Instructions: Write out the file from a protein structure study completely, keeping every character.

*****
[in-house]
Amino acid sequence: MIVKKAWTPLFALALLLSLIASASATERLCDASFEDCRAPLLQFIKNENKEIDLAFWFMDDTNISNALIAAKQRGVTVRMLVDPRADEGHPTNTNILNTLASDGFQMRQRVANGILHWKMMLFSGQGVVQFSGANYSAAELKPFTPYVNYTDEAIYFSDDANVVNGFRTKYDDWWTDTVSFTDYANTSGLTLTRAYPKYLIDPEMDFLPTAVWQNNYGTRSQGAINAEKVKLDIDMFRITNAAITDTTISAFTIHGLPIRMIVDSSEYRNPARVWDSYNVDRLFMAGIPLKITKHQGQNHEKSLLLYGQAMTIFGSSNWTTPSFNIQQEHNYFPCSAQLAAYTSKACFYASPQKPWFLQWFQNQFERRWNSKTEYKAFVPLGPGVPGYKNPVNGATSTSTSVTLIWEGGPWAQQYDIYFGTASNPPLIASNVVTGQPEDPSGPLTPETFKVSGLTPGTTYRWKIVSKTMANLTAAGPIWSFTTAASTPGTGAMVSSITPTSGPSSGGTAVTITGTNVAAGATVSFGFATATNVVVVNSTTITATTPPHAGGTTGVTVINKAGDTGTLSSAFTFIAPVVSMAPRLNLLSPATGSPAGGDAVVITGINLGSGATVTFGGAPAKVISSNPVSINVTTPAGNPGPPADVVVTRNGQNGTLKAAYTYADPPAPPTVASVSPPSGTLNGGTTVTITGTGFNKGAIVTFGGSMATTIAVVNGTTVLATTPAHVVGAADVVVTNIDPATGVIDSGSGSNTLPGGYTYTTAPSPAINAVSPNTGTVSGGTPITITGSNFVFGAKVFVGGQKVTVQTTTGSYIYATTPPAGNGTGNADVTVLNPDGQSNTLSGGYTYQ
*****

[in-house]
Amino acid sequence: MIVKKAWTPLFALALLLSLIASASATERLCDASFEDCRAPLLQFIKNENKEIDLAFWFMDDTNISNALIAAKQRGVTVRMLVDPRADEGHPTNTNILNTLASDGFQMRQRVANGILHWKMMLFSGQGVVQFSGANYSAAELKPFTPYVNYTDEAIYFSDDANVVNGFRTKYDDWWTDTVSFTDYANTSGLTLTRAYPKYLIDPEMDFLPTAVWQNNYGTRSQGAINAEKVKLDIDMFRITNAAITDTTISAFTIHGLPIRMIVDSSEYRNPARVWDSYNVDRLFMAGIPLKITKHQGQNHEKSLLLYGQAMTIFGSSNWTTPSFNIQQEHNYFPCSAQLAAYTSKACFYASPQKPWFLQWFQNQFERRWNSKTEYKAFVPLGPGVPGYKNPVNGATSTSTSVTLIWEGGPWAQQYDIYFGTASNPPLIASNVVTGQPEDPSGPLTPETFKVSGLTPGTTYRWKIVSKTMANLTAAGPIWSFTTAASTPGTGAMVSSITPTSGPSSGGTAVTITGTNVAAGATVSFGFATATNVVVVNSTTITATTPPHAGGTTGVTVINKAGDTGTLSSAFTFIAPVVSMAPRLNLLSPATGSPAGGDAVVITGINLGSGATVTFGGAPAKVISSNPVSINVTTPAGNPGPPADVVVTRNGQNGTLKAAYTYADPPAPPTVASVSPPSGTLNGGTTVTITGTGFNKGAIVTFGGSMATTIAVVNGTTVLATTPAHVVGAADVVVTNIDPATGVIDSGSGSNTLPGGYTYTTAPSPAINAVSPNTGTVSGGTPITITGSNFVFGAKVFVGGQKVTVQTTTGSYIYATTPPAGNGTGNADVTVLNPDGQSNTLSGGYTYQ